Tough decisions, tough to prepare. And it's not something that people like to talk about.Judy:
Yeah. And a lot of it, like you said, prepare, none of us know how we're going to, how our life is going to play out, but the more we become educated on the way that diseases do progress, then it's not so much the pressure in the moment. Because it's a time that's full of emotions and spiritual questions and existential questions. So, the more, you know, kind of to anticipate physically and what the terrain looks like, and the more support you have, the more you can really focus on those other aspects.Hanh:
Yeah, it's always good to have these kinds of conversations with your children, your loved ones, the sooner, the better, right? Because like you said, a lot of this topics that we're talking about you don't want to face it. You don't want to, talk about it with your kid, but I think the sooner that you do, you're likely to have more options to choose from, but if you, let's say not talk and not prepare for it, lord and behold, when you have to make these decisions, it's likely to be in a crisis. So, I'm somewhere in between in my personal journey. We didn't talk about it. We weren't prepared, but thank goodness, as time progressed, we realized that we had to do differently with, my other parent and my in-laws because we'd gone through it with my dad. Yeah. I think awareness, education, making informed decisions it's best off and you could have more options, right?Judy:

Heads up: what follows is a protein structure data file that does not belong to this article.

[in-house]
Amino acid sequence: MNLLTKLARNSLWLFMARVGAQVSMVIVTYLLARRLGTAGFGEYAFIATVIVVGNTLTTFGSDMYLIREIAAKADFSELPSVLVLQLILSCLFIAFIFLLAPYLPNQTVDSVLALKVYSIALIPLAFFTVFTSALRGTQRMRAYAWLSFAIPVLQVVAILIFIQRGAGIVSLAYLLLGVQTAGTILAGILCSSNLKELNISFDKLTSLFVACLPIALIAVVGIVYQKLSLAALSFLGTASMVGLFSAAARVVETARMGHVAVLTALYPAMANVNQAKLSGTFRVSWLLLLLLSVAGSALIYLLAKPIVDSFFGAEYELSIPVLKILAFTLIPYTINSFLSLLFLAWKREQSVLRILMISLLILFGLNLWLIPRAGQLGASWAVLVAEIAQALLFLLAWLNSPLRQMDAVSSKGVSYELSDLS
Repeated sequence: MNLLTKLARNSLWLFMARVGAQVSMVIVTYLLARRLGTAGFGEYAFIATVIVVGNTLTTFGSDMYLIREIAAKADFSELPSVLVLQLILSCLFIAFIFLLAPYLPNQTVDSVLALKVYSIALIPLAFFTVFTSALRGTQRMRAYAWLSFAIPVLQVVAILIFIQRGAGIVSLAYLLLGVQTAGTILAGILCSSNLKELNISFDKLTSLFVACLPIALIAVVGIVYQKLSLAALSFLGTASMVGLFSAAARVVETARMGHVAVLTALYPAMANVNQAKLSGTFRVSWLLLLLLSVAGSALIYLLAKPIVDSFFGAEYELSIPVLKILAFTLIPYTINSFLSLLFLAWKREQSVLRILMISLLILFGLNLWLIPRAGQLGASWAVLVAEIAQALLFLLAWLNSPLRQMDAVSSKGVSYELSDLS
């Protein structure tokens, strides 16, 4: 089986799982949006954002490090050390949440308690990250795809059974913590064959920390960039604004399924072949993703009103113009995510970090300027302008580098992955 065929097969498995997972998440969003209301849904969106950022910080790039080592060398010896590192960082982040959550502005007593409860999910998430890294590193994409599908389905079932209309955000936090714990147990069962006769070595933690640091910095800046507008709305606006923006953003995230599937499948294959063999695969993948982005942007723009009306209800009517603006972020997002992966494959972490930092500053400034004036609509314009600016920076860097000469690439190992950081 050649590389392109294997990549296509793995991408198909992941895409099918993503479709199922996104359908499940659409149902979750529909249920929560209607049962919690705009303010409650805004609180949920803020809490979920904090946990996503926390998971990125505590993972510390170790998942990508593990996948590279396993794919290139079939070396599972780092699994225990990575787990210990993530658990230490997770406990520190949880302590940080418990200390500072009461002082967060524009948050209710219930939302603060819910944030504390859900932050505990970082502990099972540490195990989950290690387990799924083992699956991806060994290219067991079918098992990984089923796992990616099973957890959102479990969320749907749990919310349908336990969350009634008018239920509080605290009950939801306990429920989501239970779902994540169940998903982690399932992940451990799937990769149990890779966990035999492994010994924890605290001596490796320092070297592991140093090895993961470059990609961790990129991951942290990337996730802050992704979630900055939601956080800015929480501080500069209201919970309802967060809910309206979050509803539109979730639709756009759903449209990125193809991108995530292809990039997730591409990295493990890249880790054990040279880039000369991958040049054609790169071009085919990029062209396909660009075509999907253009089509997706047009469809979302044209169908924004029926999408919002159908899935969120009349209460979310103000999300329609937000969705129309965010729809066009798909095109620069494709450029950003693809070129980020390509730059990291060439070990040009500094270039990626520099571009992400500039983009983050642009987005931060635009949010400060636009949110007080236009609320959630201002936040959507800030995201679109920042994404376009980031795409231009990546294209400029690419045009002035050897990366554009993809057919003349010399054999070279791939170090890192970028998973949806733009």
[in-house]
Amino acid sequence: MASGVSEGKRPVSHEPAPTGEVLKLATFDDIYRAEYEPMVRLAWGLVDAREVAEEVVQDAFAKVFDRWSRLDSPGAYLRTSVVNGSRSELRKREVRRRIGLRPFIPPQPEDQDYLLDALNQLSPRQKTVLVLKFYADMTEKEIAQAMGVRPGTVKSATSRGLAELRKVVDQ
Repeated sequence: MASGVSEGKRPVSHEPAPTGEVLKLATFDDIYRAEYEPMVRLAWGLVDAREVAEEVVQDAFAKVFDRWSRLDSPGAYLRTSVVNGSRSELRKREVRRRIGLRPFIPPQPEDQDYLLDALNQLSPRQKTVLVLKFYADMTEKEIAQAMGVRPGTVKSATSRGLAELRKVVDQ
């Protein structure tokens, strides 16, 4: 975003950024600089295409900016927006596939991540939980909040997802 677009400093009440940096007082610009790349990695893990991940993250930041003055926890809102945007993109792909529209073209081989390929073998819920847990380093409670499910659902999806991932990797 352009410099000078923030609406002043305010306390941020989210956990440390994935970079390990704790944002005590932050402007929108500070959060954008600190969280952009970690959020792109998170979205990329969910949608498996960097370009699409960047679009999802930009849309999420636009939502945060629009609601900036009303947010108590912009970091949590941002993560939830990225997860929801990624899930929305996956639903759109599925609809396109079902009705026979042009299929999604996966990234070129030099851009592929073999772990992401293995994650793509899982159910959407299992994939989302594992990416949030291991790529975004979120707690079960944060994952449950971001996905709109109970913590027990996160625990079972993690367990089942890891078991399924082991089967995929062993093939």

That is definitely true. It's always too soon until it's too late. It always feels too soon, And then the, but the option is it's in the crisis, like you said.Hanh:
Yeah. Yeah. Now, what is so important about looking at patient holistically?Judy:
Well, we're kind of becoming more aware in medicine, healthcare and society, that people aren't just physical beings that we have relationships with people we live in relationship. Our thoughts are very important. Just becoming more aware of, you know, that we have choices, what we think, or our thoughts can drive the way that we feel about things. And, you know, many people feel that we're also spiritual beings and that physical illness is a spiritual journey as much as a physical journey. And so, again, palliative care taking is ideally provided by a team that is includes a doctor, a nurse, a social worker, and a chaplain plus other members of the team to look at the individual from all those angles because sometimes pain is physical pain. Sometimes it's emotional pain, sometimes it's existential pain. And it's good to have these people who are trained in different disciplines to help support the individual, With whatever it is that individual is experiencing.Hanh:
Very true. Now, how does palliative care also involve the patient's caregiver?Judy: